First of all, if you’re worried about Kyle Rudolph’s hands, perhaps it’s time to queue up the second-half touchdown catch he had against San Francisco or the ridiculous TD grab he had two weeks later to put the exclamation point on that thrashing of Tennessee. Those catches are incredible examples of Rudolph’s strengths.
Furthermore, he did have six catches for 56 yards with both a 1-yard TD grab and a two-point conversion catch against Washington. So that takes us to the other six passes thrown Rudolph’s way in Washington that he didn’t catch. Here’s the assessment of those:
- Second quarter, 10:44 left, first-and-10 from the Minnesota 36: Christian Ponder’s pass toward Rudolph in the flat is at the tight end’s shoe tops. Not a drop.
- Second quarter, 1:59 left, second-and-3 from the Minnesota 30: Ponder’s pass 9 yards down the field is a bit left of Rudolph who has Redskins defenders on both sides of him. Not a drop.
- Third quarter, 6:38 left, first-and-10 from the Redskins 39: On play action, Ponder’s pass to Rudolph is nowhere close. High and right. Incomplete.
- Fourth quarter, 10:44 left, second-and-2 from the Redskins 36. On a quick, over the middle pass 7 yards past the line of scrimmage, Rudolph bobbles and clearly drops a Ponder pass that was right on his numbers. This was his only true drop of the day.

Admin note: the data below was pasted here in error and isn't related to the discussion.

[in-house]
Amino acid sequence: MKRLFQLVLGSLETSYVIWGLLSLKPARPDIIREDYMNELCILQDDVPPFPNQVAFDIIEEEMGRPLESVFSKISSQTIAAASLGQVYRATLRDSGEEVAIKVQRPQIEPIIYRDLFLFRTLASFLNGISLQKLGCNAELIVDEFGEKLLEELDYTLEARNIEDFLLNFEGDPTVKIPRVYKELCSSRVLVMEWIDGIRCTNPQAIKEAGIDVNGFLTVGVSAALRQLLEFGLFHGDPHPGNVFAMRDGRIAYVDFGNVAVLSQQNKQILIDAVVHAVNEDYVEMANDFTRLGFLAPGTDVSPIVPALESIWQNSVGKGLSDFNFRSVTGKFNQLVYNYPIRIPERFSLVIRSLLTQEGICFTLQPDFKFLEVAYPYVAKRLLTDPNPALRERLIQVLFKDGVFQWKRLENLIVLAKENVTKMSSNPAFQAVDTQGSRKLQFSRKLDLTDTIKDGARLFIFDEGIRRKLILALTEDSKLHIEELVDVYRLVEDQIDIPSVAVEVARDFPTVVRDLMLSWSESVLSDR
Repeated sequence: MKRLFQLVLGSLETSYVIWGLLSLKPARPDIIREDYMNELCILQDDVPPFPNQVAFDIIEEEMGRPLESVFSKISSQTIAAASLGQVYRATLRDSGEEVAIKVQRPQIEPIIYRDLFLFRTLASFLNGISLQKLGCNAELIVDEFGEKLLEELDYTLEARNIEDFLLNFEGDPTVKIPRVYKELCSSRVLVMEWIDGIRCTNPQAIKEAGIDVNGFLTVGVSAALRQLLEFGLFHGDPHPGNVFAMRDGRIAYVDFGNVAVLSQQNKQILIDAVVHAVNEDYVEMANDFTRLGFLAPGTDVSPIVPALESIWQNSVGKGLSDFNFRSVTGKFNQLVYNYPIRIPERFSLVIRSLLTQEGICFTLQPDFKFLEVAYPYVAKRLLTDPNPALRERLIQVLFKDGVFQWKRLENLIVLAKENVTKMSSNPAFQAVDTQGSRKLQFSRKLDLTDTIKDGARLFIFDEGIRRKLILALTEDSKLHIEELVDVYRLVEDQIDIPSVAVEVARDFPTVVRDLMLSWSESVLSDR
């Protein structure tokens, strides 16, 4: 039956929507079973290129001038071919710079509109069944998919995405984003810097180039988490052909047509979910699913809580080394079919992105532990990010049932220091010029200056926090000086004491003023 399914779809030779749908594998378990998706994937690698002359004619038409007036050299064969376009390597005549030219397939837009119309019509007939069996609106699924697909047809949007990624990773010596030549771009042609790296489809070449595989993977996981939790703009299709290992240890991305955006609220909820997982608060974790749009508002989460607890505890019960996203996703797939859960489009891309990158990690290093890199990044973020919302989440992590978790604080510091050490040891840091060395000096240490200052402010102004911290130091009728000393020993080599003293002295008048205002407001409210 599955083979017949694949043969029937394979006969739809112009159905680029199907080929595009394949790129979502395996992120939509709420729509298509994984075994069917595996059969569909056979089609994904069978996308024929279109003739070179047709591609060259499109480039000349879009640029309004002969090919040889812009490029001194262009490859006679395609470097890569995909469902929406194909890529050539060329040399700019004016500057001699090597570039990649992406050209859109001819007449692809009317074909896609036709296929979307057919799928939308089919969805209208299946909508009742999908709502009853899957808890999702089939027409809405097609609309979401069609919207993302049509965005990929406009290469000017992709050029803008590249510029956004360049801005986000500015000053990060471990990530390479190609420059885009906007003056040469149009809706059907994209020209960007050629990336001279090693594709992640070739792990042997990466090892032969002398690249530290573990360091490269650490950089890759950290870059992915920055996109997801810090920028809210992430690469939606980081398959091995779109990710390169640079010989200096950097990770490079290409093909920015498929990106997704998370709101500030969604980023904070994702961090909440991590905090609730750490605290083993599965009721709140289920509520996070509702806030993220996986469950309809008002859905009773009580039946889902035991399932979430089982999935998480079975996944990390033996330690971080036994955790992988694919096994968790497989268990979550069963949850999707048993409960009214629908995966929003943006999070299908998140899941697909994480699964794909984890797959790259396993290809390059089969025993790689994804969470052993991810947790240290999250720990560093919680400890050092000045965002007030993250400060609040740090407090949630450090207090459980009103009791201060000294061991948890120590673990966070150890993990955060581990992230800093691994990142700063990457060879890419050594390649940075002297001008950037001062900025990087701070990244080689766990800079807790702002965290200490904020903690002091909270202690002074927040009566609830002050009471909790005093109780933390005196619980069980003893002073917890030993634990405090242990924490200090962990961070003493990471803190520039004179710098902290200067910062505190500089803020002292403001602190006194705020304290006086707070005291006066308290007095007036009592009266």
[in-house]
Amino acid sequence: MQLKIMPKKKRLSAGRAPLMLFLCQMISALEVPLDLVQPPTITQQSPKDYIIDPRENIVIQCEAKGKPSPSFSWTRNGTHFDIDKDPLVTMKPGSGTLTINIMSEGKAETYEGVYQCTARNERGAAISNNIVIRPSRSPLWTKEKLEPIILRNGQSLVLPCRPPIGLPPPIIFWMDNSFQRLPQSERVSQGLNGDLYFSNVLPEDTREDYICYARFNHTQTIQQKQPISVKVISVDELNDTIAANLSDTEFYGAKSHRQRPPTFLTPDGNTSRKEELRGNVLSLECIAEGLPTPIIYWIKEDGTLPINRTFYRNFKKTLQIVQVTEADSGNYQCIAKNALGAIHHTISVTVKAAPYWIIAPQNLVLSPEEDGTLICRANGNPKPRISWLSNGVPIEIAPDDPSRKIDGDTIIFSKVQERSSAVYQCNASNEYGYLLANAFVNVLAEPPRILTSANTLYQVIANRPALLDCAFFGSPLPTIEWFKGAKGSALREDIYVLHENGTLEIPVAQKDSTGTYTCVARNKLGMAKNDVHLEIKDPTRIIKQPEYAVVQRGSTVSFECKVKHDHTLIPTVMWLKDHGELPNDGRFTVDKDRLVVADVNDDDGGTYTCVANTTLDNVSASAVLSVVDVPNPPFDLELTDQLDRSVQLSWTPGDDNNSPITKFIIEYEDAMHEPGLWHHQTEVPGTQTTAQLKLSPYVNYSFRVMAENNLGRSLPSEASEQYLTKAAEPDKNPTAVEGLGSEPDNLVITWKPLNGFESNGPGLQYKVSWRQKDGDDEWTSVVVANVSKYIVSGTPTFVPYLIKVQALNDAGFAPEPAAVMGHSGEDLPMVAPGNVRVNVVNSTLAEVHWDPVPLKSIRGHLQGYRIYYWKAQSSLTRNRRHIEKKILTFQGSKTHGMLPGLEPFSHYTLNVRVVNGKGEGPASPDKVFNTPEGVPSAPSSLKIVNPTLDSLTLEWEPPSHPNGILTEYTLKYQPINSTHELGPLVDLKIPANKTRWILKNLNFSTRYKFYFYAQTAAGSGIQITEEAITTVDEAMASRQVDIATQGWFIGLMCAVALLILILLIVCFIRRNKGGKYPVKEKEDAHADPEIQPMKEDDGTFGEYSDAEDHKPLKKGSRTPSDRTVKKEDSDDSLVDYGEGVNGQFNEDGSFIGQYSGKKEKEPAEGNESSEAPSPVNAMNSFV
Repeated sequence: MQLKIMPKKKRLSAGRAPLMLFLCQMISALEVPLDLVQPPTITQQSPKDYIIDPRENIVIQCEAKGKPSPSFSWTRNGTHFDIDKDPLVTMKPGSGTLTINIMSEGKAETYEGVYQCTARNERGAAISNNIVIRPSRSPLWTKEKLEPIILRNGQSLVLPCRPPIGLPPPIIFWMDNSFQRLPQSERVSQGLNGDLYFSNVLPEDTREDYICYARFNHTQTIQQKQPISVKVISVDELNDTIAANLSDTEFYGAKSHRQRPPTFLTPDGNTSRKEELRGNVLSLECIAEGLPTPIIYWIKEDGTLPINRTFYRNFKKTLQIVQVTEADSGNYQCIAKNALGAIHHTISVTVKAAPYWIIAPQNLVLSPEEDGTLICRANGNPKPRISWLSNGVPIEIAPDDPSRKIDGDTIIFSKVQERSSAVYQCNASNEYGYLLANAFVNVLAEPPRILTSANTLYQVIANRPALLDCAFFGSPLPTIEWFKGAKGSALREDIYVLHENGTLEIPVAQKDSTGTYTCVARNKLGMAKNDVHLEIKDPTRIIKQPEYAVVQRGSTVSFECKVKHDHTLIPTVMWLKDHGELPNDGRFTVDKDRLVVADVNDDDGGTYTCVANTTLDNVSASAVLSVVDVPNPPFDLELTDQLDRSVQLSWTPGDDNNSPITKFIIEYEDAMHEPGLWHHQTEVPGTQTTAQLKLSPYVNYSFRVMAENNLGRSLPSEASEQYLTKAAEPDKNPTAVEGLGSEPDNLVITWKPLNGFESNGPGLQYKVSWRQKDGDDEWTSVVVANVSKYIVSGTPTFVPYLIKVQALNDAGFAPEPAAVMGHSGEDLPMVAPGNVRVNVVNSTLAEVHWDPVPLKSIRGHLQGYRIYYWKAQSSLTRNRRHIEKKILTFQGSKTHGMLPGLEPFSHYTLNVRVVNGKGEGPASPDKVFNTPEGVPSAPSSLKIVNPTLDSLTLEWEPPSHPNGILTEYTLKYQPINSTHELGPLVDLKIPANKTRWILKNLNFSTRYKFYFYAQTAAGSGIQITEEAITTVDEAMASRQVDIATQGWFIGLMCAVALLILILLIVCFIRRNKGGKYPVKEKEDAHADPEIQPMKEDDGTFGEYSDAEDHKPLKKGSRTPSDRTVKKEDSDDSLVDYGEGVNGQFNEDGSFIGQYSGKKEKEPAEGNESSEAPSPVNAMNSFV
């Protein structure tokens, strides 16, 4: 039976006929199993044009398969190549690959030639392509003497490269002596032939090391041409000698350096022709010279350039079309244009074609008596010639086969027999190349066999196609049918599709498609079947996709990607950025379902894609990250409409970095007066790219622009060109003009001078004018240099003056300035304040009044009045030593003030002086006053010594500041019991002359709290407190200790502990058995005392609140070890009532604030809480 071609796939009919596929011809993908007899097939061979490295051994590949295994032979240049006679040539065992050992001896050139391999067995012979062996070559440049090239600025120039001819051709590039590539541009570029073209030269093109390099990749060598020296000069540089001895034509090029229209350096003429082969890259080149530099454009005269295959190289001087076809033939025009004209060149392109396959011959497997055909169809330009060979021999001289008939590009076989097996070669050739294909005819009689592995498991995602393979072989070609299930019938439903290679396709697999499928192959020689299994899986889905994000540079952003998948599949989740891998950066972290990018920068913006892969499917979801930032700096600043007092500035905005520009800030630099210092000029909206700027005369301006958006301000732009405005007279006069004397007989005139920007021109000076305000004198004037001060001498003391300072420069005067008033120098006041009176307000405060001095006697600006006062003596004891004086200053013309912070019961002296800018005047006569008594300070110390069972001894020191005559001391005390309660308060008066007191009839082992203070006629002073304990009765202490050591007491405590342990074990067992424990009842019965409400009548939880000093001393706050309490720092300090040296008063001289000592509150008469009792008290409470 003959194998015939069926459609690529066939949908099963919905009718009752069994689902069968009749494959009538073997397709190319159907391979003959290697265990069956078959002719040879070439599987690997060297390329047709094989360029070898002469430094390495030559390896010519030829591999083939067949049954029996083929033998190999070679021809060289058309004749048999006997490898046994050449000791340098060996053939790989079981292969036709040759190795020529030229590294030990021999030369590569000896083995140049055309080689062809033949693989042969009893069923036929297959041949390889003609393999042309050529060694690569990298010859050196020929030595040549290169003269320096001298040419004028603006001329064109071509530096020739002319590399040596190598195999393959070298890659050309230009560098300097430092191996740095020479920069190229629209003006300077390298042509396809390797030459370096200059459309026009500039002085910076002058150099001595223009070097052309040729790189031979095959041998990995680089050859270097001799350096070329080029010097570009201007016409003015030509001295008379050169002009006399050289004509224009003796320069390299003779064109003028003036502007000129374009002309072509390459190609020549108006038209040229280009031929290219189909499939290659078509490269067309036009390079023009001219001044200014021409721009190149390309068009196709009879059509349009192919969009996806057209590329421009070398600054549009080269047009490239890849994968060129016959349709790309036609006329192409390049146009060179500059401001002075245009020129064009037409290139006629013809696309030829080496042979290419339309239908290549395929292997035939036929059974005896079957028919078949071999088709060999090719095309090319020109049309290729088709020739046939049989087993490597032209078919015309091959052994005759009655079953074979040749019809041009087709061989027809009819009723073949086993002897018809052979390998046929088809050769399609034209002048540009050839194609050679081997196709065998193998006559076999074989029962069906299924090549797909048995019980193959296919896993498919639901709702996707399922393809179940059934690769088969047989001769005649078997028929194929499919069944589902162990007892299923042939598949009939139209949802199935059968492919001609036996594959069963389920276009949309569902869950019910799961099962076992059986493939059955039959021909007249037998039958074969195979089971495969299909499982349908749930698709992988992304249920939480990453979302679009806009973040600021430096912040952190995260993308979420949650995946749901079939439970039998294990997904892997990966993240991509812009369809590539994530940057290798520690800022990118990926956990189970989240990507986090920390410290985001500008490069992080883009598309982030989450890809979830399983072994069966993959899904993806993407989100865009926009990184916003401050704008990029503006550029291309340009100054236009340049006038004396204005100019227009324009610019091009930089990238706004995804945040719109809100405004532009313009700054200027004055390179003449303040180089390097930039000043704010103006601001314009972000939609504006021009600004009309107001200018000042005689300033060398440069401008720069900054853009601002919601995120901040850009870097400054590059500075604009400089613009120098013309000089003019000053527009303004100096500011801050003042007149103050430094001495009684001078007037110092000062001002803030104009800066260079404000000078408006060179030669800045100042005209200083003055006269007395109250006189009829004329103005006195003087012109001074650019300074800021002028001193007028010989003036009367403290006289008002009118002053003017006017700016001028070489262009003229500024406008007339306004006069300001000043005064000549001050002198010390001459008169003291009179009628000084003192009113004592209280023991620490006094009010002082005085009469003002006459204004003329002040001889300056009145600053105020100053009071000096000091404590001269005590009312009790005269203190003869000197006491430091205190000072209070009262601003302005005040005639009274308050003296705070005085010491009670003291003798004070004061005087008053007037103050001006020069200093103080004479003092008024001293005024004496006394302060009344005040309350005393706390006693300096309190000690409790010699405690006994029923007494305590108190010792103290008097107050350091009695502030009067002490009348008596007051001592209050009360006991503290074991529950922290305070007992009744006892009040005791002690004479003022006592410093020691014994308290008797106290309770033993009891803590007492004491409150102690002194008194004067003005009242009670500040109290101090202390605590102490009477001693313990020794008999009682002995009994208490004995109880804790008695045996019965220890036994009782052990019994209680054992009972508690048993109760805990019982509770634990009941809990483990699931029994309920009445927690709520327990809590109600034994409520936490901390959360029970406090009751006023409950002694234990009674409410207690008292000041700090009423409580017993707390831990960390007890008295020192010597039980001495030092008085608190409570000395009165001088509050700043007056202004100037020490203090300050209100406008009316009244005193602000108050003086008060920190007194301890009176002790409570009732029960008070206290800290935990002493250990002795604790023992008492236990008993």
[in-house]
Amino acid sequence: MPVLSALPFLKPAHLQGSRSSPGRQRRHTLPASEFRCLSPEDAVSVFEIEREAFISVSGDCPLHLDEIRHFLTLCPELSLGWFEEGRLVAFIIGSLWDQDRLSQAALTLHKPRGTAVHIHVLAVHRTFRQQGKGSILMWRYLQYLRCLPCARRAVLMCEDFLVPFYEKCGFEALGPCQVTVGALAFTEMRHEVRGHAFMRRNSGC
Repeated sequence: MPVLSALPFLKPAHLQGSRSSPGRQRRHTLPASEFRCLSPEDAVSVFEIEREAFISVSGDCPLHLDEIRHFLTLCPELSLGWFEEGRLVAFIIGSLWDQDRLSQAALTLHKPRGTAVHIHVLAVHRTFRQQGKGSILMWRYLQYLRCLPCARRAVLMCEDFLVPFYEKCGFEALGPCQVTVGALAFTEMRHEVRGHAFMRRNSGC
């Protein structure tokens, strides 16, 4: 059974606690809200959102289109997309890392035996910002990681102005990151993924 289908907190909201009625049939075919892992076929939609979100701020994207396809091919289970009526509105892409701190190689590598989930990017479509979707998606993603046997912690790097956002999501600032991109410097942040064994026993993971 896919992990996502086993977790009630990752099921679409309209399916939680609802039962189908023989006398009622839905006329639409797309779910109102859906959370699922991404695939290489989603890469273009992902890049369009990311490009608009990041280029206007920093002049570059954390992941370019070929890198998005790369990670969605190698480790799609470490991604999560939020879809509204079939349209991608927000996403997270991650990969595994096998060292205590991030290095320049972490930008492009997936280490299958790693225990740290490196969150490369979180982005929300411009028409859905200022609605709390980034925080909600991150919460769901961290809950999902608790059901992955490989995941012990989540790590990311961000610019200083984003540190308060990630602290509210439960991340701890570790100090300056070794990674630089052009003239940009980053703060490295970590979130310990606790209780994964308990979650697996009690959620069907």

- Fourth quarter, 6:18 left, first-and-10 from the Minnesota 33. Another 7-yard, over-the-middle throw from Ponder to Rudolph is broken up nicely by linebacker Perry Riley. Tremendous defensive play.
- Fourth quarter, 3:42 left, two-point conversion attempt. Rudolph is 2 yards deep in the end zone and Ponder puts a decent pass in his direction. But Riley impedes Rudolph’s movement by gripping his jersey on his left side just above his waist. The pass hits Rudolph’s outstretched left hand, but he has no chance of getting both mitts on it. Rudolph seemed infuriated to not get a pass interference call. Verdict: Not a drop.
Lastly, for clarification, Rudolph did not have a holding penalty Sunday. It was a false start in the final minute that nullified Adrian Peterson’s 1-yard TD run. Just a flinch that he got called for.